Posted in: Disc Reviews by Jeremy Butler on June 19th, 2015
This was one of the best documentaries that I have seen in a long time. Very engaging, and it covers subject matter that everyone already has an opinion on: infidelity. Of course you can tell from the appropriately coined title that it focuses on the idea of individuals in a committed relationship who seek additional gratification outside their relationship. This documentary does a good job of addressing all expects of this topic including how media outlets such as poplar television series and reality portray the stigma. Broken down into multiple sections, we are even treated to hearing from celebrities as well as the public about their opinions of having or being a side piece. It was a truly illuminating experience.
One the key aspects I enjoyed about this documentary was that when illustrating the role extramarital affairs play in our everyday television watching, they point out a prime of example of a side piece in one of the most watched television series of this generation: Scandal. For those not in the know (though I doubt there are many not in the know) Scandal is a popular series starring Kerry Washington who, and I hope I’m not spoiling this for anyone, is the mistress of the President of the United States. This is the best example of this story topic possible; honestly, I’m a little stunned at the fact that I didn’t register this until they pointed it out. Scandal is an example of this stigma of knowing that the person you’re with is committed to another, and instead of doing the right thing and dumping this person, you engage in an affair, and the crazy thing about the show is we tune in every week to cheer for the person who is essentially a mistress. Now before I receive a ton of negative comments about this, let me be clear, this is not an indictment at all, simply a statement of fact, and the documentary does cover both sides of the issue.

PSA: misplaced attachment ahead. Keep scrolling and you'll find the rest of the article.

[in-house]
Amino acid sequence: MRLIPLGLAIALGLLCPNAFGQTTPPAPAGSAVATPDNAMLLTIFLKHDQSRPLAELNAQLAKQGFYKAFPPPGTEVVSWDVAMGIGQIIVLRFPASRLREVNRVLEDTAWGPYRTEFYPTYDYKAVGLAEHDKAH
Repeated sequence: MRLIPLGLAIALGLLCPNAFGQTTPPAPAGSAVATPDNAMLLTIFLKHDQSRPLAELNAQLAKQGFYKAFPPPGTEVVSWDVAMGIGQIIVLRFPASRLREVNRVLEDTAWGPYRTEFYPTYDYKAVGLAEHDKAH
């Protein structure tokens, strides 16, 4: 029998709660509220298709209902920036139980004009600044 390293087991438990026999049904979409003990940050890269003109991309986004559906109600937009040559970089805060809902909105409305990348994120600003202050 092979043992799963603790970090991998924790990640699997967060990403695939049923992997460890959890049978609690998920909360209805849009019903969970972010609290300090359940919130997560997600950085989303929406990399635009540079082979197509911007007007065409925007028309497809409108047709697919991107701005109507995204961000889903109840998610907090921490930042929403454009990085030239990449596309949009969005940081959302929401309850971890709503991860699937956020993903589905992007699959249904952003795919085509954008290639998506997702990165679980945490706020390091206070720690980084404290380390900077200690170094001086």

Thus is the case with its reference to reality television show Love and Hip Hop. Here the audience gets to hear the perspective of the mistress as well as the “main” as they are usually addressed, as well as from the cheater. Through multiple clips we see the effects the situation has on all parties involved as well as hear from celebrities and the public on their views on the subject. This is the bread and butter of the documentary, because it includes multiple different perspectives, and the audience can see if their line of thinking matches another person’s. Further, this is the section where the documentary maintains the neutral balance needed for a successful documentary; the makers of the film must main objectivity and keep their own opinions out of it, and fortunately that is done very well throughout the duration.
As I mentioned before, it doesn’t just address the stigma on television; social media such as YouTube vides are put into the mix as well. Videos from a popular channel showing the different treatment for your girlfriend or wife and your sidepiece are included, intercut with celebrities such as Malinda Williams and Trina Braxton sharing their experiences and opinions. It is very informative, and I know that an audience will respond to it.
In conclusion, this is a very worthwhile documentary. It is not time-consuming, as its runtime is under an hour; however, it covers a wide range and has little something for everyone in my opinion. I highly doubt anyone watching this will not be entertained or won’t take something away from the experience. I know I did.